17. 17. <ul><li>But what if you don’t want the cell reference to adjust? </li></ul><ul><li>For example, cell B13 contains a value that you want to use in calculations for multiple cells in a row. </li></ul><ul><li>If you copy the formula =B13*B16 from cell B17 to cell C17, the formula updates to =C13*C16 (not what you intended) because both of the cell references are relative. </li></ul><ul><li>The reference in cell B13 needs to be absolute, so it doesn’t update when copied. </li></ul><ul><li>Use the formula =\$B\$13*B16 instead and copy it from cell B17 to cell C17. The pasted formula will only update the relative reference (B16) . </li></ul><ul><li>The absolute reference (\$B\$13) will remain constant. The formula in cell C17 will be =\$B\$13*C16. </li></ul>How Relative and Absolute References Work 2-
18. 18. Excel Skill 2.8 Naming Ranges of Cells <ul><li>Cell references like A4 and J34 do not provide much information about what data the cell contains—they just tell you where the cell is located in the worksheet. </li></ul><ul><li>However, you can assign names to cells or ranges of cells to give your cell references names that are more user-friendly. </li></ul><ul><li>These names (also called range names or named ranges ) act as a list of shortcuts to the cell locations. </li></ul>2-
19. 19. <ul><li>Select the cell or range of cells to which you want to assign a name. </li></ul><ul><li>Type the name in the Name box to the left of the formula bar. </li></ul><ul><li>Press Enter to apply the name to the cell(s). </li></ul>To Create a Named Range 2-
20. 20. <ul><li>Select the range of cells you want to name including the row or column label. </li></ul><ul><li>On the Formulas tab, in the Defined Names group, click the Create from Selection button . </li></ul><ul><li>In the Create Names from Selection dialog, click the check box(es) to indicate where the names are (top row, left column, bottom row, or right column). </li></ul><ul><li>Click OK. </li></ul>Automatically Create Named Ranges Using Labels 2-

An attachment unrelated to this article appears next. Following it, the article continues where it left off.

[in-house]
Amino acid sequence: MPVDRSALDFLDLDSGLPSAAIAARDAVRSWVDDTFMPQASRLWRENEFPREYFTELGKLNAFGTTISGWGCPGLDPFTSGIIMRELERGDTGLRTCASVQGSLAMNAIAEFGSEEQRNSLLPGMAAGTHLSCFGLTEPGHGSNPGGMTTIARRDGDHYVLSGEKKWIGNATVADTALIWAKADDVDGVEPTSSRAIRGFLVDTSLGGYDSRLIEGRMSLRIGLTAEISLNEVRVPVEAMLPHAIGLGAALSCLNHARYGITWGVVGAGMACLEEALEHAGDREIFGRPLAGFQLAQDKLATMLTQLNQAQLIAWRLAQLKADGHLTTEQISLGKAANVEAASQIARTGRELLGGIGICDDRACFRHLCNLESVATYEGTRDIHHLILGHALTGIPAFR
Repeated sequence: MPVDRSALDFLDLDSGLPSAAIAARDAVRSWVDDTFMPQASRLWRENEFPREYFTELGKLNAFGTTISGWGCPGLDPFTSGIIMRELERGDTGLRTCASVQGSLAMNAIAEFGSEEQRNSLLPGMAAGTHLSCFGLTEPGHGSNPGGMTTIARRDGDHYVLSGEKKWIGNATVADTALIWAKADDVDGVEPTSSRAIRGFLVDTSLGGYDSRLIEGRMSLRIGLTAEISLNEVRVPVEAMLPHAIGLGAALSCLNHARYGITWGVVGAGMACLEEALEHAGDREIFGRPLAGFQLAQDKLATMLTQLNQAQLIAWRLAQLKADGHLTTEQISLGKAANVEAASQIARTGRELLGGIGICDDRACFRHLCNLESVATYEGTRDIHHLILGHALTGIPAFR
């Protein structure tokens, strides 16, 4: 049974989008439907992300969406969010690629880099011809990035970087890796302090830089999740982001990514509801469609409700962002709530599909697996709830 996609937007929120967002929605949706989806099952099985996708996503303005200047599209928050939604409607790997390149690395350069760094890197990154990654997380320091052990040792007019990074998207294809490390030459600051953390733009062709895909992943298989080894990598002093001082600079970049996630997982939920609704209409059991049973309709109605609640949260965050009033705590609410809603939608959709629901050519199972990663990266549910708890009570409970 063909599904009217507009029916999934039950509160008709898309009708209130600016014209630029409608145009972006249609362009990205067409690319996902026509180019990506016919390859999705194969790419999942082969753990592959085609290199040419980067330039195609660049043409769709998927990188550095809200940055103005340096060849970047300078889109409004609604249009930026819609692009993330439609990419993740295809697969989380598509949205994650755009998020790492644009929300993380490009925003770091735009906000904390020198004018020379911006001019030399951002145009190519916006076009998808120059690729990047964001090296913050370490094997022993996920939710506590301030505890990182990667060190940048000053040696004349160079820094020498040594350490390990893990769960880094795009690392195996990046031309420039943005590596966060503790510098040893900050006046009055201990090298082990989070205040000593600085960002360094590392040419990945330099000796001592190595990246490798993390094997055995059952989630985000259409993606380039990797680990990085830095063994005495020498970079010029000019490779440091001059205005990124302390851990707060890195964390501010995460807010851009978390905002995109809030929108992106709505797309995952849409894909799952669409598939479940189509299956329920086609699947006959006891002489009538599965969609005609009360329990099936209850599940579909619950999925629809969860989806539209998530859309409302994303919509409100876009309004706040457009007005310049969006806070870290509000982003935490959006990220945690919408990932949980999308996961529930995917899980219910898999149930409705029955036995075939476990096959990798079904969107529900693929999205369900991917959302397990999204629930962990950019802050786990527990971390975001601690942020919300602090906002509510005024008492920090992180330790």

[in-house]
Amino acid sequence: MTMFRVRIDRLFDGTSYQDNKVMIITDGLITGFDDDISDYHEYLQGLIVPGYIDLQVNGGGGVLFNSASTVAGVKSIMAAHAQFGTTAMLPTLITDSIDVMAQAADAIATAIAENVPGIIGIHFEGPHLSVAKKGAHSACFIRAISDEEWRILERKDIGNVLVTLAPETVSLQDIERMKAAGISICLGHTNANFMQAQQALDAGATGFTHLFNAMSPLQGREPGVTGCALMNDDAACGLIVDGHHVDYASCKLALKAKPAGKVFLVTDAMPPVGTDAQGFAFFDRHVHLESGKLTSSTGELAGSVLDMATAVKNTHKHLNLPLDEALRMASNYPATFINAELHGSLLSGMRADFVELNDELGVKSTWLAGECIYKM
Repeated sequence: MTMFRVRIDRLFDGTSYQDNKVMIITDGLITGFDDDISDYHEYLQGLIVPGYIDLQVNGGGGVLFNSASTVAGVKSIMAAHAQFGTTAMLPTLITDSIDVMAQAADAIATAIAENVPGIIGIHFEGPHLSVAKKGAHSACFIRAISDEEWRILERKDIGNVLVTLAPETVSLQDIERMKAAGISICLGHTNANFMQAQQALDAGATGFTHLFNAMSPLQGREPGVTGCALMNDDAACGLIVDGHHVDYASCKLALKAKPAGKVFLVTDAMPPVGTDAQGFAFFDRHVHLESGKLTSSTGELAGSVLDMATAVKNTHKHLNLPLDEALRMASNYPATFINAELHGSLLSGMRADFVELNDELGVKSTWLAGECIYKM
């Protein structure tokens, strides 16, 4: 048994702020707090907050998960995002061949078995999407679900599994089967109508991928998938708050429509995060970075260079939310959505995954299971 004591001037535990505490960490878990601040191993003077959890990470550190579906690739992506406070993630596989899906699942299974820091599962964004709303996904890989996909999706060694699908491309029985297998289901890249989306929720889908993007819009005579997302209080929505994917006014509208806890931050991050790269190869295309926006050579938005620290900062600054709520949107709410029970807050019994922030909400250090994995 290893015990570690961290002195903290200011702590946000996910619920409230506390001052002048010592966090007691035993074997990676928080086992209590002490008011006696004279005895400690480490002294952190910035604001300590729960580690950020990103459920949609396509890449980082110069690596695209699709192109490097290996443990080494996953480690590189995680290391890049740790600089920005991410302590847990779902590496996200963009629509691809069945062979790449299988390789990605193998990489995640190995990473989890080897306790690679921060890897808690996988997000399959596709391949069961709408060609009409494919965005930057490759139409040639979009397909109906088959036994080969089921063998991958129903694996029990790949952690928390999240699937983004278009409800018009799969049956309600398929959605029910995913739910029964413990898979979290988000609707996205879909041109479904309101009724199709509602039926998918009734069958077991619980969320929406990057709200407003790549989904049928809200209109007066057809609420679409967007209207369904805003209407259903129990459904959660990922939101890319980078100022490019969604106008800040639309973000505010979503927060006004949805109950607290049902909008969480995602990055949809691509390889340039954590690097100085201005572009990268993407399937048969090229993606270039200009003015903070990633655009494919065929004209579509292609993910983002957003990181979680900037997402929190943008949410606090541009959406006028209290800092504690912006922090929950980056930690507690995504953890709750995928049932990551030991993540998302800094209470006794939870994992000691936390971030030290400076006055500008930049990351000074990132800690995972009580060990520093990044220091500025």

21. 21. Excel Skill 2.9 Working with Named Ranges <ul><li>Rather than using a range of cells in your formulas, you can use a named range. The name will always refer to the cells, even if their position in the worksheet changes. </li></ul><ul><li>Using named ranges in your formulas also makes it easier for others to use your workbook. Which formula is easier to understand: SUM(B5:B8) or SUM(JAN)? </li></ul><ul><li>Formula AutoComplete lists named ranges as well as functions. </li></ul><ul><li>Using the AutoComplete list is a good way to avoid typographical errors and ensure that you enter the name correctly. </li></ul><ul><li>When you copy and paste a formula containing a named range, the name does not change with the new position in the workbook (similar to using an absolute reference). </li></ul><ul><li>If you move a named cell, the name updates with the new cell location automatically. </li></ul>2-
22. 22. <ul><li>Click the cell where you want to enter the new formula. </li></ul><ul><li>Type the formula, substituting the range name for the cell references. </li></ul><ul><li>Press Enter to accept the formula. </li></ul>To Use a Named Range in a Formula 2-
23. 23. <ul><li>Type an = sign to begin the formula. As you type alphabetical characters, Excel will offer name suggestions. </li></ul><ul><li>When you find the name you want, double-click it. </li></ul><ul><li>Excel inserts the name into the formula. </li></ul>To Use Formula AutoComplete with Names 2-